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The End of Help to Buy

The Help to Buy mortgage scheme will be brought to a close by the end of this year. Chancellor Phillip Hammond, mentioning that it had ‘achieved its purpose’, confirmed the closure of the mortgage scheme by December 31st.

The scheme, launched in 2013, was launched to allow more people to get on the housing ladder. For buyers, only 5% of the property’s total value was required for a deposit, with the remaining 95% being covered by a mortgage. According to the Treasury, over 86,000 homes have been purchased to date with the support of the scheme.

However, in Hammond’s view, the return of confidence to the market and greater contributions from private lenders mean that the scheme is no longer required. Treasury committee chairman Andrew Tyrie supported this view, stating that inflation of house prices and substantial liability for the taxpayer were among the scheme’s problems. He instead called attention to the “undersupply of homes” and mentioned that this presented a big challenge, both in the rental and purchase markets.

The scheme had also been criticised for its potential to confuse buyers, in regards to lenders offering competitive rate mortgages when they were (at that time) shifting away from that aspect of the market. Mortgage and protection adviser from Furnley House, Kevin Dunn, expressed his hopes for Hammond’s closure of the scheme:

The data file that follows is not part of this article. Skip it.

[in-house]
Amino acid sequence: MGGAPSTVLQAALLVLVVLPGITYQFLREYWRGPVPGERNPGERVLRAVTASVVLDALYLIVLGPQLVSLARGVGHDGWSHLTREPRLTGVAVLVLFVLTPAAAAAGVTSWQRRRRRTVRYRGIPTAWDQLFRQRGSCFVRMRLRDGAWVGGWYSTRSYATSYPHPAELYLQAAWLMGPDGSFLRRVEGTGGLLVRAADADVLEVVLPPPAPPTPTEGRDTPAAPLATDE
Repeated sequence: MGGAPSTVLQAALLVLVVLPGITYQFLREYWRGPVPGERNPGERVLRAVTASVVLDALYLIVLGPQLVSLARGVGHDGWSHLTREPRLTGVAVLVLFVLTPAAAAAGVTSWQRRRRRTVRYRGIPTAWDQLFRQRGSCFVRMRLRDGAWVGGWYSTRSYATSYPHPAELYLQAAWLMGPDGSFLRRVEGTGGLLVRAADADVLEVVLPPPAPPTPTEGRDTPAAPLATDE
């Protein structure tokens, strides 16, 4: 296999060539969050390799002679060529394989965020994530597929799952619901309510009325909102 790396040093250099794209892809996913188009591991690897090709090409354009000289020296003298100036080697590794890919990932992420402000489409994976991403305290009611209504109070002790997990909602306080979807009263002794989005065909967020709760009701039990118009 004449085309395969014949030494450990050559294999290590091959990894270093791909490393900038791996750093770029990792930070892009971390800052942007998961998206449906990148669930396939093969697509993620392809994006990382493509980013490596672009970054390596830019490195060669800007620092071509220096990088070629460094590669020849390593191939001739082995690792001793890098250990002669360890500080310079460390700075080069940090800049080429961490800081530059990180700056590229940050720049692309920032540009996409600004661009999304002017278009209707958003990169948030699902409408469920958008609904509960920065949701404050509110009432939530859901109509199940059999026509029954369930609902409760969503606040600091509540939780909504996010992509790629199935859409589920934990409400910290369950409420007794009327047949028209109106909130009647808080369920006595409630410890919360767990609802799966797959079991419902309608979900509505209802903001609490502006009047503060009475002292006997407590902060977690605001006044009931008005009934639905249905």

"Some lenders were not part of the scheme and still offered 95% mortgages like Nationwide. Hopefully with sensible lending decisions based on affordability, lenders can continue to lend 95% of a property's value without having to pay for the guarantee."

Russell Quirk, however, predicts the aftermath of Help to Buy ending could be seen as a “real retrograde step” as it leaves buyers, particularly those purchasing their first home struggling to get on to the property ladder. The founder of online estate agent eMoov.co.uk also commented on the great shift in attitudes:

“...[The] announcement by Philip Hammond marks a significant change in the ideology of this new Prime Minister and her Government – an ideology that clearly does not share the Cameron/Osborne love affair with aspirational homeownership.”

Although Quirk’s predictions may be reflected in the decision’s initial aftermath, he does highlight the potential long term effects, which may prove more beneficial to homebuyers in the long run.

“I suspect that the direction of travel for the Prime Minister is to now promote build-to-let, which is an easier win than chasing ever higher house prices. Although it will be seen as an attack on those looking to buy in an ever inflated market, the Government’s record of actually building new property has been less than woeful, and so any attempt to address the shortage of property stock should be commended at the very least.”

A study by eMoov.co.uk found that by spring 2017, almost half of property prices in England will be too expensive for buyers to purchase using the Help to Buy ISA scheme. For those wishing to enter the property market, the ending of the scheme may actually help in the long-term. As stated by Quirk: “If we do see this supply and demand imbalance start to level out, prices will follow suit, resulting in a more realistic ask for those looking to buy.”